Adult film star Stormy Daniels on Tuesday took a jab at Michael Cohen, the attorney who spent many years working as President Donald Trump's personal "fixer," following the news that he has pleaded guilty to campaign finance charges, tweeting: "How ya like me now?!"
Daniels, whose legal name is Stephanie Clifford, also praised Michael Avenatti, the omnipresent lawyer representing her, who emerged as one of Trump's chief critics as he defended his client.
"And thank you @MichaelAvenatti," she wrote in a second tweet.
Daniels' remarks came mere hours after Cohen made the extraordinary admission that he paid her off "at the direction of the candidate" during the 2016 presidential campaign in order to squash reports about her alleged affair with the real estate mogul. Lanny Davis, a lawyer representing Cohen, told the media that his client "testified under oath that Donald Trump directed him to commit a crime."
Cohen admitted that he had arranged the $130,000 payment to Daniels and another related to former Playboy model Karen McDougal. He told a judge in U.S. District Court that he made the payments "for the principal purpose of influencing the [2016 presidential] election," seemingly in Trump's favor.
He also pleaded guilty to multiple counts of tax evasion, bank fraud and making false statements regarding a credit decision.
"We should all take a moment and applaud the tremendous courage and fortitude of @StormyDaniels, who has refused to be silent, who has refused to back down, and who has allowed facts to be presented in the court of public opinion, which some may argue is the most efficient," Avenatti wrote Tuesday on Twitter. "History will rightfully treat her as a hero for what lies ahead. #Basta."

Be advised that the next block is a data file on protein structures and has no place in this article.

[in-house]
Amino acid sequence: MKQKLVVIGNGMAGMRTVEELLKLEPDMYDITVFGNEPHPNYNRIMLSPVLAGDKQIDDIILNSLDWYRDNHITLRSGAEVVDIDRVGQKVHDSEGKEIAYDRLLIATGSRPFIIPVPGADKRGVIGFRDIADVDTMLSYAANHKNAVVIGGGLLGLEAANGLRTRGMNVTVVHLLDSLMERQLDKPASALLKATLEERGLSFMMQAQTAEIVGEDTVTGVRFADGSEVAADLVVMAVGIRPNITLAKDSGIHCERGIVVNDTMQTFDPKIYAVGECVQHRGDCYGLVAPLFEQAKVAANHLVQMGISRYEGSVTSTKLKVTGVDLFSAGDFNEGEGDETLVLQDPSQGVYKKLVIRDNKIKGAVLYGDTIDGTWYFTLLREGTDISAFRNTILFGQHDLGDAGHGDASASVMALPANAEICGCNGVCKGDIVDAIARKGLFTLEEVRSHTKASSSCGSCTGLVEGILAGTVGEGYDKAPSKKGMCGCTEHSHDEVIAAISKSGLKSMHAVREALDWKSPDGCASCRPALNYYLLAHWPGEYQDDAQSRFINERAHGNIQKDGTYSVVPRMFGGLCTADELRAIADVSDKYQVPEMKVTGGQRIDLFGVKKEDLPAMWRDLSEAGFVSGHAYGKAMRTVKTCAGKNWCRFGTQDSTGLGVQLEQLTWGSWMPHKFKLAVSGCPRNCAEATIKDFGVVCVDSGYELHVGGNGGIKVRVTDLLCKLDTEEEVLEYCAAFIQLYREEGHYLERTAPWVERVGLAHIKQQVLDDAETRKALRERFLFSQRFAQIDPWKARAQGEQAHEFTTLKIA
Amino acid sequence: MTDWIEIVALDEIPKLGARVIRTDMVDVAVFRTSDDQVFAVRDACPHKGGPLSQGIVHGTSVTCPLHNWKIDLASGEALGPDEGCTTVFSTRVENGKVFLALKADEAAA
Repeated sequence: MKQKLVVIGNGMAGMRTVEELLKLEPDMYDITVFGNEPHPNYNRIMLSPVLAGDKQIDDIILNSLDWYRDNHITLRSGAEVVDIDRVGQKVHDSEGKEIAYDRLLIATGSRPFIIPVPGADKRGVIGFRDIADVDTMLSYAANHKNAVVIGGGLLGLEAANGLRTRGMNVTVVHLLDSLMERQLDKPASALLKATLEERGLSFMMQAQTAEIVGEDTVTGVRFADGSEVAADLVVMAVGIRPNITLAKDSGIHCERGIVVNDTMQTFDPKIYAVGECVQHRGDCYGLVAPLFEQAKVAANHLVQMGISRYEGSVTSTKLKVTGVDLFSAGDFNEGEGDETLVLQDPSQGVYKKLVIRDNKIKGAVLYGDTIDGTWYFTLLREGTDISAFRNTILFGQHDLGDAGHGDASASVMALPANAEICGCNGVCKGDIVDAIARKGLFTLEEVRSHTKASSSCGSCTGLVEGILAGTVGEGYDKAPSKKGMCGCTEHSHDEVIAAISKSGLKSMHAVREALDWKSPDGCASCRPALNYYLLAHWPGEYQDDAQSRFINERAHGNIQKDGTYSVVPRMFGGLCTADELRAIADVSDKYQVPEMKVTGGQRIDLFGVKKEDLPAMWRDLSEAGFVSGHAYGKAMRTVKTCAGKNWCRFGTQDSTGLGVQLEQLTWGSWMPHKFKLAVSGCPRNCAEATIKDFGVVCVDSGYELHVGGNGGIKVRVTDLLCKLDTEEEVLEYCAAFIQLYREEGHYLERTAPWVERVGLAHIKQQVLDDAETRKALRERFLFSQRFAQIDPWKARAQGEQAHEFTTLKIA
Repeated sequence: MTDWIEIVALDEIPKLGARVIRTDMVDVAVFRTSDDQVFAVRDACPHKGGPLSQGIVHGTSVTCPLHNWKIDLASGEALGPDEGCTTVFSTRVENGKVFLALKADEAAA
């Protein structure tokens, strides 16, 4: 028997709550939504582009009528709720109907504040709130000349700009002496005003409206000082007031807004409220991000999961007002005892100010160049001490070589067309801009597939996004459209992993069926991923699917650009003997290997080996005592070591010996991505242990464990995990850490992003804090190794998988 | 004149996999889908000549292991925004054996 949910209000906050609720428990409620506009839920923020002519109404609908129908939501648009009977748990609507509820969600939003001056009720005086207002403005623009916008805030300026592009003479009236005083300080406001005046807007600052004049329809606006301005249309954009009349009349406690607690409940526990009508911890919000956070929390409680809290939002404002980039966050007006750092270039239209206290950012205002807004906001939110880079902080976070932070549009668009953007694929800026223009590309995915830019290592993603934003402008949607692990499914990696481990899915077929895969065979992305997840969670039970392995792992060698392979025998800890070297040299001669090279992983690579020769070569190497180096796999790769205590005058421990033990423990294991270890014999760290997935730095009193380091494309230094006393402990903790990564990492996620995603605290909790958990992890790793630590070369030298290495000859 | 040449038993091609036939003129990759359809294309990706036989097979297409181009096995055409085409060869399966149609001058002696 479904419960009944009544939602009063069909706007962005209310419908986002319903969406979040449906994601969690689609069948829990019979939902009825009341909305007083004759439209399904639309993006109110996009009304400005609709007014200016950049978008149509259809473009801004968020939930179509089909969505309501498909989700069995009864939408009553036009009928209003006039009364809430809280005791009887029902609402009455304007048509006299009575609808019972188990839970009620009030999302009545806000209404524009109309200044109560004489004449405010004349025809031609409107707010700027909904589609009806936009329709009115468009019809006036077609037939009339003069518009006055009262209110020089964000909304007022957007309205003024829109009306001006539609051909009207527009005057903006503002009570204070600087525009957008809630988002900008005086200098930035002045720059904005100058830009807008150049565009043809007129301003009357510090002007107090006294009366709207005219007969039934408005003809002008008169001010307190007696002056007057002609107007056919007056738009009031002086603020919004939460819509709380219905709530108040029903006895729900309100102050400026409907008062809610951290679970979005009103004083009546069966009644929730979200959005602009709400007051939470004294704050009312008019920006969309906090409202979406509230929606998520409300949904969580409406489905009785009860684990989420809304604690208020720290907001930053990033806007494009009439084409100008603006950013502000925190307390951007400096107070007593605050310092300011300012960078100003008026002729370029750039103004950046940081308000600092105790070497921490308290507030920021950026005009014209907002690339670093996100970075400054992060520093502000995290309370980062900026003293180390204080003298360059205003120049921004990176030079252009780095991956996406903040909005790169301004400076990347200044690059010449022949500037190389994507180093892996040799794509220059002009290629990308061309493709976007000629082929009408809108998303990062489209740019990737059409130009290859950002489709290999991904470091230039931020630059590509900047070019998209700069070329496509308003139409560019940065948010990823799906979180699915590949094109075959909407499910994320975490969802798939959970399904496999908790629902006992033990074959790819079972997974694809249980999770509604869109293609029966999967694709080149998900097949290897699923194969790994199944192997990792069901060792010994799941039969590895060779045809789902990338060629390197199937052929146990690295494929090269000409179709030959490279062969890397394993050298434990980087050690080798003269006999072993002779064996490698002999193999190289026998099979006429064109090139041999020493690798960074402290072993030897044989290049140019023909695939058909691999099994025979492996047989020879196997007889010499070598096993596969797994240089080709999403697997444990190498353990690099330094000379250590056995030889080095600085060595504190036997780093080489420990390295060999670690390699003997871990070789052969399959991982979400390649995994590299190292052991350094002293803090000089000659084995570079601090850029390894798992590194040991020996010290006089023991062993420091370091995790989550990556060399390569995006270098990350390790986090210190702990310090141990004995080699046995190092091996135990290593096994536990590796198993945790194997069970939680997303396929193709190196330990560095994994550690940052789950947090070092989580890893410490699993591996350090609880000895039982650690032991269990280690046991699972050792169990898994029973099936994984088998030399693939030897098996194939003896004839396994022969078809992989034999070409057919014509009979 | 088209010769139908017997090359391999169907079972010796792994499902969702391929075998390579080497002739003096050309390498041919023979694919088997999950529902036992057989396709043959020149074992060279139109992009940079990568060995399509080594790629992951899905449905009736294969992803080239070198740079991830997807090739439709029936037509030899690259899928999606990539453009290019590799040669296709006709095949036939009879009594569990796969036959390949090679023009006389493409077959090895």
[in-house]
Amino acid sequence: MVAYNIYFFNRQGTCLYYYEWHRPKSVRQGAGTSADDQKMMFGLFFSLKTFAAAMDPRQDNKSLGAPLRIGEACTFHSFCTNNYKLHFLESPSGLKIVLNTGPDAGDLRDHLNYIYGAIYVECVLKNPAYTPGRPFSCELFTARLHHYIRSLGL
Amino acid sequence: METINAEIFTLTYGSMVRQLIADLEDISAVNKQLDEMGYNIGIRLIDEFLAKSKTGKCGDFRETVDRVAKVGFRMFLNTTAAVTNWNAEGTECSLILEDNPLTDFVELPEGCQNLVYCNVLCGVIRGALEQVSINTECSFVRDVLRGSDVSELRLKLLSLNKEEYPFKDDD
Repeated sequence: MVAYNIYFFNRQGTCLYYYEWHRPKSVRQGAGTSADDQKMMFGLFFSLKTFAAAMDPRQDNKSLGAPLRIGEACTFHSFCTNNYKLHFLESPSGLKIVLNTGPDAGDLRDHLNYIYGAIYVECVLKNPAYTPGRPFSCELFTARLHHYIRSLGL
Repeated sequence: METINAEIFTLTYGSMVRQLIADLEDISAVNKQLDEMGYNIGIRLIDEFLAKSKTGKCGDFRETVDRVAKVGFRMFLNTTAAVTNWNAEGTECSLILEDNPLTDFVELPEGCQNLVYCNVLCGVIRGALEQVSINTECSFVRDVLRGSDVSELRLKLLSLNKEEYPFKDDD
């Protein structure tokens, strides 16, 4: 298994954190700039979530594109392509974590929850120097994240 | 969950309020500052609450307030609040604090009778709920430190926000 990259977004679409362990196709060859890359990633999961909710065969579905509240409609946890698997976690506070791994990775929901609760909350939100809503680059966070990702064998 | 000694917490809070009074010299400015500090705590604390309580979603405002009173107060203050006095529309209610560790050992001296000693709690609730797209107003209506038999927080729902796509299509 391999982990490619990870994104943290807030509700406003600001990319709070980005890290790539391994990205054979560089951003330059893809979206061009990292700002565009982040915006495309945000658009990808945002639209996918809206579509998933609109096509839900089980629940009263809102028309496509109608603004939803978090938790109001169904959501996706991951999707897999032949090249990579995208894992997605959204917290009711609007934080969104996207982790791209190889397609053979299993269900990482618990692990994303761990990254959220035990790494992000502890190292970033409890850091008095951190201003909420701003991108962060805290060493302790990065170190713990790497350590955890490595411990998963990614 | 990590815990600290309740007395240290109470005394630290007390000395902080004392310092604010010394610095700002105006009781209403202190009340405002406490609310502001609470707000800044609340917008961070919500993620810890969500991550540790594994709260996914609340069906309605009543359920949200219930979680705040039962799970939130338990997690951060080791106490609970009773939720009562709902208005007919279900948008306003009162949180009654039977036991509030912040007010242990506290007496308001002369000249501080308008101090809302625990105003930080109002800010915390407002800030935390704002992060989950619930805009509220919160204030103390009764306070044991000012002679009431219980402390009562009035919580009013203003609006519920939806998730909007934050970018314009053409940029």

Earlier on Tuesday, during an appearance on MSNBC's "Deadline: White House," Avenatti responded to the news that Cohen had pleaded guilty.
"She has been vindicated this afternoon. I have been vindicated," Avenatti declared. "I applaud her courageousness and her fortitude in coming forward. I think a lot of this stems from her courage and what she was willing to come forward and do."
"We're going to get to the bottom now, in connection with the civil case, as to what the president knew and when he knew it and what he did about it," the lawyer added. "The likelihood of me getting a deposition of the president of the United States under oath just just went through the roof — no question about it. And our case is no longer going to be stayed, and we're going to press forward as aggressively as possible."
"We. Are. Coming. We are going to end this dumpster fire of a presidency one way or another," Avenatti tweeted along with a video of his comments Tuesday on MSNBC.
This Cohen investigation placed Trump's former lawyer under immense pressure in the Southern District of New York, while special counsel Robert Mueller continues his separate investigation into Russian meddling in the last presidential election. (Some of the evidence incriminating Cohen was reportedly uncovered by Mueller's investigators, who then handed it over to federal prosecutors.)
If Cohen agrees to cooperate with federal investigators as part of his plea deal, it is possible that the information he provides could also assist Mueller's ongoing investigation into alleged collusion between Trump's 2016 campaign and Russia.
It is not yet clear whether Cohen has decided to cooperate. Earlier this month, Cohen indicated that his loyalty to Trump might be wavering, telling ABC News he would "put my family and country first" before the president.
"My wife, my daughter and my son have my first loyalty and always will. I put family and country first," Cohen told ABC's George Stephanopoulos at the time.